Product on Review: Core i7-7700K & Core i7-7600K
MSRP (ex. V.A.T.):
i7-7700K - $339
i5-7600K - $242
The Consumer Electronics Show, a yearly event held in Las Vegas which sets the tone of the electronics market for the following year, is one of few marquee events throughout any year for the IT industry. In the PC sector it's only surpassed by Computex, and that's mainly down to the location and PC hardware focus of the Taiwan-based event. It is therefore unsurprising that Intel would choose this venue to debut their latest new CPU architecture on the desktop PC platform: the 7th Generation Core CPU, previously known by its codename Kaby Lake.
Strictly speaking Kaby Lake isn't brand new. An initial launch in August targeted the low-power 4.5W to 15W CPU market segment, primarily comprised of ultrathin laptops and 2-in-1 desktops, in order to capture sales during the back to school period. Currently in over 100 designs within this segment, from January 3rd Kaby Lake is being extended up to the 95W high performance desktop segment whilst also broadening the capabilities of PCs in the mid-range. Today's release signals the end of the Skylake era after almost 18 months of dominance as the CPU of choice for PCs.
Kaby Lake is also the culmination of a change in development strategy by Intel. Beginning with Broadwell and in response to competitive pressures and costs associated with manufacturing process shrinks, Intel modified the "Tic-Toc" development model to one whereby more CPU generations are released on the same process. The new development model, which has been shorthanded to "Process, Architecture, Optimisation", stipulates that three distinct CPU generations will exist on the same process technology rather than two. Where Broadwell was the first i.e. Process release, and Skylake was a new CPU architecture on the same 14nm process, Kaby Lake is an optimised version of Skylake with refined architecture and process technology.
Kaby Lake is being launched alongside a new motherboard chipset codenamed 'Union Point' and sold as the 200-series. This new platform will appear in familiar Z, B and Q classes, will utilise the same LGA1151 socket as the 100-series, and in general have a very similar feature-set to that of its predecessor. As a consequence the CPU will compatible with older 100-series models (after UEFI BIOS update), making life easier for partners and consumers who are looking to upgrade only the CPU and not any entire system, but you will lose out on a few features that are exclusive to the new platform. Many of the partner designs for 200-series motherboards were previewed at Computex last year and scheduled for release in November of 2016, but circumstances have changed and Intel's partners will be showcasing the motherboards at CES alongside the new processors.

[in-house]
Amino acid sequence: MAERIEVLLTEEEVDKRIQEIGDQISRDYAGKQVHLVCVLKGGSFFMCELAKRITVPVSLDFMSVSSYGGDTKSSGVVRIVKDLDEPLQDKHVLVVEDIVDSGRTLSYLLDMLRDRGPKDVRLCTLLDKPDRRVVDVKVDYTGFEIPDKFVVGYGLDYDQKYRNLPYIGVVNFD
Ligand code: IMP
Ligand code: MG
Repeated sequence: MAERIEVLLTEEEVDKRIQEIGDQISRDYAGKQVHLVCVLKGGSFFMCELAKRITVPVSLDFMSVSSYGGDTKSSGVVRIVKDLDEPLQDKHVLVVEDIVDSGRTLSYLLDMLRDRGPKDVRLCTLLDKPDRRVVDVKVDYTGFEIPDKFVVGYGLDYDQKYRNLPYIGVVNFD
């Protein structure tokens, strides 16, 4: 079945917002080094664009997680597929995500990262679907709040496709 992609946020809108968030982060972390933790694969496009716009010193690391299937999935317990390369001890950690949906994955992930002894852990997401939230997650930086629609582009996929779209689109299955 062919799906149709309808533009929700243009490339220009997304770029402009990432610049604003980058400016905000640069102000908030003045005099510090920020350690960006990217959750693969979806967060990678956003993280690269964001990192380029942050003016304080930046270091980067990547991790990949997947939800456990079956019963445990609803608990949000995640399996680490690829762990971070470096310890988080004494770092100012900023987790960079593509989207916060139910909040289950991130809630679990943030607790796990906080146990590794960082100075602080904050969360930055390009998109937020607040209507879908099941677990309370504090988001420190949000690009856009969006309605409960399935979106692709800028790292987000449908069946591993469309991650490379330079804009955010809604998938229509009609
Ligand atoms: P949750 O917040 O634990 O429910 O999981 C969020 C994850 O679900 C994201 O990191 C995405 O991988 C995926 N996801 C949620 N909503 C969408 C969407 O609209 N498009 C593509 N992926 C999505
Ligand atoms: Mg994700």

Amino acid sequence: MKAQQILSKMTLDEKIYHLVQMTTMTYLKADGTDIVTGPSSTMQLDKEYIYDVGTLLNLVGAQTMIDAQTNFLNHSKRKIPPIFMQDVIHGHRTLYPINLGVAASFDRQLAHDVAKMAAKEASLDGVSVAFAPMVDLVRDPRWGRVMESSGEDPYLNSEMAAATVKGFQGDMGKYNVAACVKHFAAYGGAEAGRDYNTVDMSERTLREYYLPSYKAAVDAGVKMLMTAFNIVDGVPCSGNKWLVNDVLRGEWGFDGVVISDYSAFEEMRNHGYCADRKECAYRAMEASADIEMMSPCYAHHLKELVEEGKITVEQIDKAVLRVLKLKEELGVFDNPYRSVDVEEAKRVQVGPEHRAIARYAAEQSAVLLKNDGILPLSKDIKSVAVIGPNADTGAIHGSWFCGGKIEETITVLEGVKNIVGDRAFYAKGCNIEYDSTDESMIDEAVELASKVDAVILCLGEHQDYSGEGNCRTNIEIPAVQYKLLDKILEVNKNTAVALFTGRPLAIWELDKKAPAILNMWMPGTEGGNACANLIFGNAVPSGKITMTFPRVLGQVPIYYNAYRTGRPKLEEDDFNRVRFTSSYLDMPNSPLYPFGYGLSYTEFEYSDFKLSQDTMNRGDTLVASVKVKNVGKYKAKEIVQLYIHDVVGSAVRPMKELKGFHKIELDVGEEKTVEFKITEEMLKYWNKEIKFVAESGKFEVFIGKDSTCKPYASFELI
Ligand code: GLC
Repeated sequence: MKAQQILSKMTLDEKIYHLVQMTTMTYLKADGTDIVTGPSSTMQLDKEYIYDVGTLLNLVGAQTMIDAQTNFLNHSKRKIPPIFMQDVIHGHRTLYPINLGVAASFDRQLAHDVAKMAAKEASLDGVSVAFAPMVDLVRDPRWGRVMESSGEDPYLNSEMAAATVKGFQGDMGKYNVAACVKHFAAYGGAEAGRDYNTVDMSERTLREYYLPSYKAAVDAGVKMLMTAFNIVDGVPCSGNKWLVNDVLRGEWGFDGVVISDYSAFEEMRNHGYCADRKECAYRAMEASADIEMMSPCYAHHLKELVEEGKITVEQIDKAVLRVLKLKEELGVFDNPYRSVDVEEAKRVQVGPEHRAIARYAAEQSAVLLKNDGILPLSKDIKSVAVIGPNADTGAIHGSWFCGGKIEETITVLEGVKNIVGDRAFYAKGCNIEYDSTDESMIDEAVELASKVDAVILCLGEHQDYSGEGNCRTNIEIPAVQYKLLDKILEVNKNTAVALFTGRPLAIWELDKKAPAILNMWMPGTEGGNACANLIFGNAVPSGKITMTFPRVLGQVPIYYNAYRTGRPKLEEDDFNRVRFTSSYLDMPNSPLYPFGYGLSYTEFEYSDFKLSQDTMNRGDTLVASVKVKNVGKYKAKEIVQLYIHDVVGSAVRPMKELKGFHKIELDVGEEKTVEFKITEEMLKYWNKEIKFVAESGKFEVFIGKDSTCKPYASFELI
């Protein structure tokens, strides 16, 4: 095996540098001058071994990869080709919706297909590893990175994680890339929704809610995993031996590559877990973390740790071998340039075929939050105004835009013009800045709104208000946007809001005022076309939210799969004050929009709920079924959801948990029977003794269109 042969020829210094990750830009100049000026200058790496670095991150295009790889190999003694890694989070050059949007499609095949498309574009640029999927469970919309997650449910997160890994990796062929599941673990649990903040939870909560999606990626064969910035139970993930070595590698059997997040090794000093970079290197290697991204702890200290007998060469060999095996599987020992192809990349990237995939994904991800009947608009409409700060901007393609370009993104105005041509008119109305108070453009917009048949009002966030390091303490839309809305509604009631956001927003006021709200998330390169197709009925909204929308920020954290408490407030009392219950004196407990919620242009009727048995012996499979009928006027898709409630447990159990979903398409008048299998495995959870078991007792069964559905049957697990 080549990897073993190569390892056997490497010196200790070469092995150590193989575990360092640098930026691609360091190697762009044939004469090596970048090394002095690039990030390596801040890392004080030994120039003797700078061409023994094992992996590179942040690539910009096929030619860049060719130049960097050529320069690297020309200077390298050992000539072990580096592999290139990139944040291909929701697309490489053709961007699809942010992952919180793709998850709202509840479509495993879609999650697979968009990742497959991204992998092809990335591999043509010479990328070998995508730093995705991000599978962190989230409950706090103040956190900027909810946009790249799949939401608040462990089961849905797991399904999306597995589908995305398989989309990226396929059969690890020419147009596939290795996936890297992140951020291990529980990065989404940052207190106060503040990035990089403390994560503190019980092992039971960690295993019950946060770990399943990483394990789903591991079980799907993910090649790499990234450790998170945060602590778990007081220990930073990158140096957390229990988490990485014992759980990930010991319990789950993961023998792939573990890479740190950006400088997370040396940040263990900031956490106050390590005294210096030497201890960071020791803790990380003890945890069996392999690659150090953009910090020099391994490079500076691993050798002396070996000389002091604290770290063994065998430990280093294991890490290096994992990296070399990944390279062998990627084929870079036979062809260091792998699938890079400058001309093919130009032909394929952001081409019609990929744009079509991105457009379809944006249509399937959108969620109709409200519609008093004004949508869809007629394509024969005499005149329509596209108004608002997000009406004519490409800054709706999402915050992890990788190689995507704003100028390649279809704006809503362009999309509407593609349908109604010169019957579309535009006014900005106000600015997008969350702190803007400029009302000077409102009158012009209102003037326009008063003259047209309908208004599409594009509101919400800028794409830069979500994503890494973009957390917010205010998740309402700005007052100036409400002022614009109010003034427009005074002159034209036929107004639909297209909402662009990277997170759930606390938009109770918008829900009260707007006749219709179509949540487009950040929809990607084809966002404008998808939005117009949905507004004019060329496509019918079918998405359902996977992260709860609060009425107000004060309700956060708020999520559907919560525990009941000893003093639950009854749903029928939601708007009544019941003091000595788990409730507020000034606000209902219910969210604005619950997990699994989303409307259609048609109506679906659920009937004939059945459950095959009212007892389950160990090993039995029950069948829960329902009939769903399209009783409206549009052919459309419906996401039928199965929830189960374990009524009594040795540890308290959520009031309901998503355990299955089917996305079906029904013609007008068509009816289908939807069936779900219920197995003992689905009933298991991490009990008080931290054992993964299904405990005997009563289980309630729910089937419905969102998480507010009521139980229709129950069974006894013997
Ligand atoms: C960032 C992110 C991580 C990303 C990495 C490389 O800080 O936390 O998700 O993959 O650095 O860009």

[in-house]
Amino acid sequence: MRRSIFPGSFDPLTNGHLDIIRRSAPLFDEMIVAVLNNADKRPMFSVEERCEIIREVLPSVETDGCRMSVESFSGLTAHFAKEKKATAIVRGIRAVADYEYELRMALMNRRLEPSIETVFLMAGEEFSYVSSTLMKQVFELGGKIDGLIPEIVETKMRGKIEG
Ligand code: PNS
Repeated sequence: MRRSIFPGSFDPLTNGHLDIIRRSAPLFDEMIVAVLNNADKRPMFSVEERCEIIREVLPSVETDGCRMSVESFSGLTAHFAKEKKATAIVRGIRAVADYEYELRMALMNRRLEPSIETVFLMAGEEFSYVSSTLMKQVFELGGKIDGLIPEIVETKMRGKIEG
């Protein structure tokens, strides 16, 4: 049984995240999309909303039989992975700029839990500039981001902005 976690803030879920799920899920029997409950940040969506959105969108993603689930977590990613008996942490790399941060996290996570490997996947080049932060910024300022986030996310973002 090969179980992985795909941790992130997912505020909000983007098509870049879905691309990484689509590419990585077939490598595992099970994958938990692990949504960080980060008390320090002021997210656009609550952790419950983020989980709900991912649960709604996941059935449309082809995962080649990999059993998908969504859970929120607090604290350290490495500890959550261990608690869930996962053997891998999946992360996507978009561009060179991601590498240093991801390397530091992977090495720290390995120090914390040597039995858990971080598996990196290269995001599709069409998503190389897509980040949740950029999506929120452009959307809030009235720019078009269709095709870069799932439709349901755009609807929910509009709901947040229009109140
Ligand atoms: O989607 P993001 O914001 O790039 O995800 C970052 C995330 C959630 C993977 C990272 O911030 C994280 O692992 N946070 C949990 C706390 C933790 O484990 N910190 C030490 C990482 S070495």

In today's review we're focussing on two CPUs positioned in the performance/enthusiast segment: the Core i7-7700K and Core i5-7600K. Defacto replacements for the Core i7-6700K and Core i5-6600K, both have unlocked multiplier and BCLK, and sit within the 91W thermal envelope at their default speeds. In keeping with Kaby Lake's billing as an optimisation of Skylake, both include clock speed bumps over their Skylake equivalent; however the updated development strategy indicates that very little has changed under the hood. Obviously that's something we want to check.
Although this review focuses on the flagship Core i7-7700K and performance-class Core i5-7600K, today's launch includes CPUs in other segments such as low power and mainstream desktop as well as a few mobile SKUs. Not launching today but a particular highlight to the enthusiast community will be the inclusion of a long-awaited dual-core hyperthreaded unlocked CPU, the Core i3-7350K. This SKU will be released at the end of January and may provide an affordable alternative for performance overclocking, although pricing is yet to be confirmed.